Emacs Control Characters

I prefer to use the Dvorak keyboard layout. Unfortunately, Emacs control keys were designed for a Qwerty layout. This is a frustrating problem. Try typing C-x b (switch buffers) or C-x C-f (open file) in Dvorak. Your fingers will be all over the keyboard. And the physical layout of my board is also Qwerty; so, when I look, I get really confused. I tried to solve the problem by reverse mapping the control keys back to Qwerty. Thus, normal typing would happen in Dvorak, but C-x b would become C-q x. And C-x C-f would be C-q C-u. Sounds good, right?

Not quite. At first it seemed there was no way to remap just the control characters. Someone suggested using psetf with global-key-binding. I tried this and it seemed to work with some control sequences but not others. I'll explain why later. It also only worked with a single control character. That is, C-t would work, but C-x b and C-x C-f would not.

The next suggestion was to try messing with key-translation-map. It works like this

(define-key key-translation-map "\C-t" "\C-s")

That will take C-t and turn it into C-s. This obviously won't work if you type two control keys or a control key followed by a letter. (I'm going to ignore more keys than that since I almost never use more than two.) But luckily that last parameter can be a procedure. It must have one argument (which always seems to be nil) and must return a string with the new control sequence. So once again it's looking like this is possible. I'll just use read-char-exclusive to read in the next character and construct the new control sequence. And this almost worked, but there's a gotcha.

The first thing I needed to do was create a hash table to map keys back to Qwerty. An example of how to do this is shown below. I thought I could use the same hash table to remap the control keys as well. But it turns out you can't break apart "\C-t". Emacs considers that a single character string. So trying to concat "\C-" to "t" doesn't work. I had to make another hash for control characters. It wasn't until later I learned you can use an alternative form like (kbd "C-t"). And this will let you concat "C-" to "t".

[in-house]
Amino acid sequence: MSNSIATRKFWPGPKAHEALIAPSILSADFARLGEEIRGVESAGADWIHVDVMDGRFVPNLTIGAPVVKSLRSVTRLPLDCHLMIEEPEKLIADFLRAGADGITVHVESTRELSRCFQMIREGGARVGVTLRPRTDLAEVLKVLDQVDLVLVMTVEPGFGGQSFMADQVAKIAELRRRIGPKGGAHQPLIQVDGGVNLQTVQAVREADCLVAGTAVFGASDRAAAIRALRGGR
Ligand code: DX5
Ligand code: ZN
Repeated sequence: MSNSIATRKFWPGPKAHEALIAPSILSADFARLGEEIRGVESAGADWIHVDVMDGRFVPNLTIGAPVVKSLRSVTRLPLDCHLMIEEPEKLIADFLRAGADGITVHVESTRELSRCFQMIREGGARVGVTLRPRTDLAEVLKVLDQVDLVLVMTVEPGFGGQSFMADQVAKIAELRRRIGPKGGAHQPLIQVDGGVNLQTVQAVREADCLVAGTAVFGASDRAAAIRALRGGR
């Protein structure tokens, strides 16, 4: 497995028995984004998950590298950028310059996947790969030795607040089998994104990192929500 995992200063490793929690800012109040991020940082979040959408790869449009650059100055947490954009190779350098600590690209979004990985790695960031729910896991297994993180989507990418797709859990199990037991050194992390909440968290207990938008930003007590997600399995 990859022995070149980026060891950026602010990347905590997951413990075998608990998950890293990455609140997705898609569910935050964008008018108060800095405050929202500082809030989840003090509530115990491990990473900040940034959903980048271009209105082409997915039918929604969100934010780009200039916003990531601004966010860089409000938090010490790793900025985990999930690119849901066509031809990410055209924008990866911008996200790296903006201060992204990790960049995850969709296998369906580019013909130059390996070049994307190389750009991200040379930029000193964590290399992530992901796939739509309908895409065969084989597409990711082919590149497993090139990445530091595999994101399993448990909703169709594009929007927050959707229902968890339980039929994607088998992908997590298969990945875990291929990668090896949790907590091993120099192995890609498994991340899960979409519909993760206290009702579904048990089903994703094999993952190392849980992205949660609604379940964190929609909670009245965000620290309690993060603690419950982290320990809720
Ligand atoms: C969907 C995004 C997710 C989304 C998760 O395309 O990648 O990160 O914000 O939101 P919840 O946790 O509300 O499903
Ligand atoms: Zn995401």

(setq dvorak->qwerty (make-hash-table :test 'equal))
(puthash "t" "y" dvorak->qwerty)

Here's the trouble. I mentioned before that certain control characters didn't seem to work. It turns out, if you're not in Xwindows (console Emacs only), it's not possible to get certain control sequences. Check here. There are 32 control characters in ASCII. That's how many control characters are available to Emacs. But there are more than 32 characters on the keyboard. Go ahead. Count. It's OK. Notice that C-. is not in there. In order to map C-. back to its Qwerty equivalent, C-e, you would have to know when it was pressed. Try the following code snippet Type C-x C-e after the right parenthesis of each to execute.

(equal ?\^. ?\^n)
(+ 0 ?\^.)

The ?\^x syntax is for characters. Do you see how they both map to 14? So "\C-." was being seen by emacs as "\C-n" which explains why it wasn't working. In addition, some other keys, like tab and backspace, were mapping to other control characters I needed which really goofed things up. At this point I've somewhat gotten used to the control keys in Dvorak; although, it is an ugly dance my fingers have to do on the keyboard to get there. My options at this point are to stick with Dvorak or to try and figure out how to capture all the control keys in Xwindows and use Dvorak in Xwindows and Qwerty in a console. When my Xwindows is running and stable, this is normally what I would use. For now I'm going to leave it as is. You can find the code in mapback.el.txt on my free software page in my backup files. It's named with .txt so emacs doesn't try and load it. If you learn more please contact me.